Medicare is paying 10.
Medicare is paying 10.6 percent less today than it did on Monday.
Despite last minute wrangling, the Senate did not pass the House-approved Medicare Improvement Act for Patients and Providers (H.R. 6331) which would have halted scheduled cuts to the Medicare physician fee schedule and replaced them with a 0.5 percent increase.
That means the cuts are in effect -- for now.
Once the senators saunter back from their fried chicken holiday picnics, they are expected to reconvene and vote once again. (A procedural oddity allows the bill to be reconsidered.)
Meanwhile, the lobbying is intense, including these TV spots from the AMA. You can lobby, too. The AMA, MGMA, and several specialty organizations have created a unified grassroots hotline. Call 800-833-6354. Or, just call your senator.
So things may yet work out. In the meantime, though, Medicare is going to be holding July claims until at least July 15. It doesn’t want to pay out claims based on the reduced rate, and then have to send out corrections if the Senate changes its mind.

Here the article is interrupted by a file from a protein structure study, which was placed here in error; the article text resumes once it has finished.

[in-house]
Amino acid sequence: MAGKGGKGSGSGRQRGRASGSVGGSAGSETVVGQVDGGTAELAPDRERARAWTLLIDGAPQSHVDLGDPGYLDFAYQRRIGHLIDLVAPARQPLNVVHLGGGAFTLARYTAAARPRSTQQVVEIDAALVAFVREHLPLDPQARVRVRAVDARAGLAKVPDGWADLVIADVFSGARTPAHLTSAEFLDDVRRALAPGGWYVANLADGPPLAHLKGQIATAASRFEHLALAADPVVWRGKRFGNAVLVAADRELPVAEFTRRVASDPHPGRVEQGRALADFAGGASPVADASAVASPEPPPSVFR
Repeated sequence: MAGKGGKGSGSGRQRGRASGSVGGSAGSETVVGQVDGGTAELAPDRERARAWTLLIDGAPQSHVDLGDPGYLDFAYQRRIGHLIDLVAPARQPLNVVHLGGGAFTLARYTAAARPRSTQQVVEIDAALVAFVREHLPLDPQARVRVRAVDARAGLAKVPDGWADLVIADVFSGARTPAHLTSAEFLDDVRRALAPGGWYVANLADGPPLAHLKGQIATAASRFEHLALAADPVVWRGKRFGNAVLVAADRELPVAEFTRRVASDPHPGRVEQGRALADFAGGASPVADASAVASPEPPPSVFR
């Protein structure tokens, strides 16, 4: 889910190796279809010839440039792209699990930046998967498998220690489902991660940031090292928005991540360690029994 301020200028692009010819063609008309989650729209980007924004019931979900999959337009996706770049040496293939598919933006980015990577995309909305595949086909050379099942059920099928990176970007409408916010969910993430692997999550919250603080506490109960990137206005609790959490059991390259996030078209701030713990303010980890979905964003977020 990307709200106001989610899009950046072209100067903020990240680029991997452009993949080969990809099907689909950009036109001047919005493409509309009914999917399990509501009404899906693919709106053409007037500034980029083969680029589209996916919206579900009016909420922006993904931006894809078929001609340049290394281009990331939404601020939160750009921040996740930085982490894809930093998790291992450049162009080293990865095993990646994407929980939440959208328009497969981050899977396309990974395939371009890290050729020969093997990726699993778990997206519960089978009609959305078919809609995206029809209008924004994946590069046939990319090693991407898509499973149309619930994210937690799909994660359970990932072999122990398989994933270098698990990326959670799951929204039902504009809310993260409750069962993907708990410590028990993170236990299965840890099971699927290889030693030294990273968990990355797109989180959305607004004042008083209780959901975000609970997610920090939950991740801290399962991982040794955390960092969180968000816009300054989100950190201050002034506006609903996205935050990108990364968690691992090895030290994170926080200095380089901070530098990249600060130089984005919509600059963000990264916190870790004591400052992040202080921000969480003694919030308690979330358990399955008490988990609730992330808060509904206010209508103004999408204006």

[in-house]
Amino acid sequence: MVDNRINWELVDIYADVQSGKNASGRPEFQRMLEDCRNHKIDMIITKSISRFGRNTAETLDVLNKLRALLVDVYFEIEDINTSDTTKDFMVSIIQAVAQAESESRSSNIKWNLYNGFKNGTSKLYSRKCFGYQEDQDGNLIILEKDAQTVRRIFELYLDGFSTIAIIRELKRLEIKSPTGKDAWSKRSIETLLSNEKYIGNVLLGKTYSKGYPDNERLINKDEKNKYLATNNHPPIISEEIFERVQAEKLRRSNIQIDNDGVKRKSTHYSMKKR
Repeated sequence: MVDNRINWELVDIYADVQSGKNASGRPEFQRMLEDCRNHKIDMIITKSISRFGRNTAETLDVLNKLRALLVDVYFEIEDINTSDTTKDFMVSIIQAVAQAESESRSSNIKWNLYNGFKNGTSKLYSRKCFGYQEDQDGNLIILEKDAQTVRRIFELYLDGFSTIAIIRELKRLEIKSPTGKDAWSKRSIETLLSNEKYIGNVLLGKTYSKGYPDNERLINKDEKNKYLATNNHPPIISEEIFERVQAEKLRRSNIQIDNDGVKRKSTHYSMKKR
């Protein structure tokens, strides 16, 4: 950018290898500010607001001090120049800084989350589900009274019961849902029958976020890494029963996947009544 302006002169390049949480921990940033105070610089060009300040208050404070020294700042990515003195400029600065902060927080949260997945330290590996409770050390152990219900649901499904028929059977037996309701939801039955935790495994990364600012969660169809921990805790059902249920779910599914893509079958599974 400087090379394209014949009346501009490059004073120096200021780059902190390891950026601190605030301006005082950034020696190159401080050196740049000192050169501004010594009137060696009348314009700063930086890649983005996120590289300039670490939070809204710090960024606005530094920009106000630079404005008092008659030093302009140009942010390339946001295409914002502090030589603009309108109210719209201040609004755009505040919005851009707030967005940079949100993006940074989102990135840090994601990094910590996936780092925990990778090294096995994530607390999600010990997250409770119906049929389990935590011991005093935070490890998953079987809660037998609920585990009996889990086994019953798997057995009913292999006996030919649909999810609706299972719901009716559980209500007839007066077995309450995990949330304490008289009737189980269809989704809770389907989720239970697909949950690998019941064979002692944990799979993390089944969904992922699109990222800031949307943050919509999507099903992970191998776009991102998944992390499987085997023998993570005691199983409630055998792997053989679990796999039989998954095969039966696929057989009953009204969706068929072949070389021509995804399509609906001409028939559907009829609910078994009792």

What does this mean for you?
If it makes you feel any better, senatorial disapproval isn’t aimed at how much physicians are getting paid. They don’t like the proposed changes to the Medicare Advantage program (also included in the bill), one of which stops the practice of “deeming:” automatically putting physicians who see an Advantage patient in the Advantage provider network. Grossly put, many senators associate Medicare Advantage with free-market style competition (never mind that the government pays them 12 percent to 19 percent more than Medicare physicians) and don’t want to see it changed.
Feel differently? Call your senator before the fireworks go off.
Pamela L. Moore is editorial director for Physicians Practice. She can be reached at email@example.com.